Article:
Louis Vuitton's women's design director Julie de Libran said her inspiration this season was "the French girl." As a card-carrying member of that tribe, she knows the subject well. "She's a sophisticated bohemian," de Libran went on. "She likes to mix and match, and combine comfort and sensuality." Her shoe of choice is a clog or a loafer or a flat sandal.

To start, de Libran showed a series of denim pieces: a great-looking double-breasted pantsuit, a drop-waist chambray dress topped by a white satin blazer, and a jacket and trousers that combined nubby indigo tweed with leather. Denim might not traditionally be the most Gallic of fabrics, but what she did with it earned the French appellation chic.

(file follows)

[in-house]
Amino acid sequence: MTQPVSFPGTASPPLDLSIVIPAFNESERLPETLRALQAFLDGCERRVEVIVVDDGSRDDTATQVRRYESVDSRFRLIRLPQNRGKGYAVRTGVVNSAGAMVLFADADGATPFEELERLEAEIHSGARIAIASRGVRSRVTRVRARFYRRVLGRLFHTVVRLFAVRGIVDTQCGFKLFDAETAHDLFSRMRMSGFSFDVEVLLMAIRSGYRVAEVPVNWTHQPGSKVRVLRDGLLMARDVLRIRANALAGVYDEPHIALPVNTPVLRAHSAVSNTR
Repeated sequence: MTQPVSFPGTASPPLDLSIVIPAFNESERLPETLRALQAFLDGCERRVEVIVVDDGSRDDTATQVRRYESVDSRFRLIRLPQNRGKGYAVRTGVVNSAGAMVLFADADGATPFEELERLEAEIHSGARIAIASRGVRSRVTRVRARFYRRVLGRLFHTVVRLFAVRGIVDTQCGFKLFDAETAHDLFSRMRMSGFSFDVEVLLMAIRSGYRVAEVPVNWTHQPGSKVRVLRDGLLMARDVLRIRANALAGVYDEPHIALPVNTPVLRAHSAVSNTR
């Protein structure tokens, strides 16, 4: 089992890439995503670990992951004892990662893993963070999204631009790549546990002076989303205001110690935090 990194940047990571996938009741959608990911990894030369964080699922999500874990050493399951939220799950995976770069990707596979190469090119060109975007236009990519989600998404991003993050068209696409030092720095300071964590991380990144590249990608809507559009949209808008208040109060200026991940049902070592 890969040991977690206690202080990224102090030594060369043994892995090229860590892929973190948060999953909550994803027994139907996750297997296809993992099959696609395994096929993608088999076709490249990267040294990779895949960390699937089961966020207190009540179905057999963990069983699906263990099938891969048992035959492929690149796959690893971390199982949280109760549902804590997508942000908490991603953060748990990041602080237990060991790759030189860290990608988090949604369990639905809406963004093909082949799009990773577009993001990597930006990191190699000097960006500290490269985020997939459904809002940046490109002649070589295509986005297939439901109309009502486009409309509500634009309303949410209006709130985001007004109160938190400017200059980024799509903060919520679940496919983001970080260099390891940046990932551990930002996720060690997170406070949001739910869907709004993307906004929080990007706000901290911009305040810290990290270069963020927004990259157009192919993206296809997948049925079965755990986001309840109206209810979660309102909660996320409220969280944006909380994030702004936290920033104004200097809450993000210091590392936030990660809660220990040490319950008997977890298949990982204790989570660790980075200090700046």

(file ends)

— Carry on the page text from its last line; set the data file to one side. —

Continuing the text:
Cool is cool in both English and French, and it was the guiding principle for everything from the T-shirt-and-mini combination that the designer dubbed Vuitton's "new suit" to the double-faced men's coat she tossed over a vintage-feeling floral frock. De Libran has a subtle way of synthesizing ideas Marc Jacobs introduces on the runway. This collection's prettiest dress, in a black-and-white wallpaper motif, looked like a real-world riff on the embroidered tulle showstopper Kate Moss modeled for Fall.